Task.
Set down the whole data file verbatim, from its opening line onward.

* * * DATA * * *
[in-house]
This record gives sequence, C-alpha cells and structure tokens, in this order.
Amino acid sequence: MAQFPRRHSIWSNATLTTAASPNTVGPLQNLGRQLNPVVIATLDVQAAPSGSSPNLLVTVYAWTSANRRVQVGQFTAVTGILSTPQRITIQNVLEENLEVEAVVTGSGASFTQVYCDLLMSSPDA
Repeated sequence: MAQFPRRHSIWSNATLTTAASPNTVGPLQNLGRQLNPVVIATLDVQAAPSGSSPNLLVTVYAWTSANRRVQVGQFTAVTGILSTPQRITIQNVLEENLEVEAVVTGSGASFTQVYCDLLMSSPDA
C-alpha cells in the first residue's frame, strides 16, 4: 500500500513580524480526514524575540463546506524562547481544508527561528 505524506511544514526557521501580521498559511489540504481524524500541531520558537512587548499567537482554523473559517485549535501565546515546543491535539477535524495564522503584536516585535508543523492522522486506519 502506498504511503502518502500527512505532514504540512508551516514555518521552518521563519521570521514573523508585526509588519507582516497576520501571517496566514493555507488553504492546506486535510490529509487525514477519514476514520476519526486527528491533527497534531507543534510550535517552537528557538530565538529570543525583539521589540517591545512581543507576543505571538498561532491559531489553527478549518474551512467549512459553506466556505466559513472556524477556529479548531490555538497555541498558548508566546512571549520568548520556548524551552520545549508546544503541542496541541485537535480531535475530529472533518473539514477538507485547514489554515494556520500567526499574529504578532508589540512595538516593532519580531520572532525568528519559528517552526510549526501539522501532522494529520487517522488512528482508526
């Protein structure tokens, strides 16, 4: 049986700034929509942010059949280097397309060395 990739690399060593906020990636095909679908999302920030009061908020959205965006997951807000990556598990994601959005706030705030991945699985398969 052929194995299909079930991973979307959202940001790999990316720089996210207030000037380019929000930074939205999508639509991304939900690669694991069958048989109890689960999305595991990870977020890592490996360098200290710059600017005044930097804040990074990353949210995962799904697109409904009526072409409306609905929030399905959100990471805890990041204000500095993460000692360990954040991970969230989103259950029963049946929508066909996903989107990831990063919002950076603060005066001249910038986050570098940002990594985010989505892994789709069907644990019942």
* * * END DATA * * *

[in-house]
This record gives sequence, C-alpha cells and structure tokens, in this order.
Amino acid sequence: MAQFPRRHSIWSNATLTTAASPNTVGPLQNLGRQLNPVVIATLDVQAAPSGSSPNLLVTVYAWTSANRRVQVGQFTAVTGILSTPQRITIQNVLEENLEVEAVVTGSGASFTQVYCDLLMSSPDA
Repeated sequence: MAQFPRRHSIWSNATLTTAASPNTVGPLQNLGRQLNPVVIATLDVQAAPSGSSPNLLVTVYAWTSANRRVQVGQFTAVTGILSTPQRITIQNVLEENLEVEAVVTGSGASFTQVYCDLLMSSPDA
C-alpha cells in the first residue's frame, strides 16, 4: 500500500513580524480526514524575540463546506524562547481544508527561528 505524506511544514526557521501580521498559511489540504481524524500541531520558537512587548499567537482554523473559517485549535501565546515546543491535539477535524495564522503584536516585535508543523492522522486506519 502506498504511503502518502500527512505532514504540512508551516514555518521552518521563519521570521514573523508585526509588519507582516497576520501571517496566514493555507488553504492546506486535510490529509487525514477519514476514520476519526486527528491533527497534531507543534510550535517552537528557538530565538529570543525583539521589540517591545512581543507576543505571538498561532491559531489553527478549518474551512467549512459553506466556505466559513472556524477556529479548531490555538497555541498558548508566546512571549520568548520556548524551552520545549508546544503541542496541541485537535480531535475530529472533518473539514477538507485547514489554515494556520500567526499574529504578532508589540512595538516593532519580531520572532525568528519559528517552526510549526501539522501532522494529520487517522488512528482508526
């Protein structure tokens, strides 16, 4: 049986700034929509942010059949280097397309060395 990739690399060593906020990636095909679908999302920030009061908020959205965006997951807000990556598990994601959005706030705030991945699985398969 052929194995299909079930991973979307959202940001790999990316720089996210207030000037380019929000930074939205999508639509991304939900690669694991069958048989109890689960999305595991990870977020890592490996360098200290710059600017005044930097804040990074990353949210995962799904697109409904009526072409409306609905929030399905959100990471805890990041204000500095993460000692360990954040991970969230989103259950029963049946929508066909996903989107990831990063919002950076603060005066001249910038986050570098940002990594985010989505892994789709069907644990019942």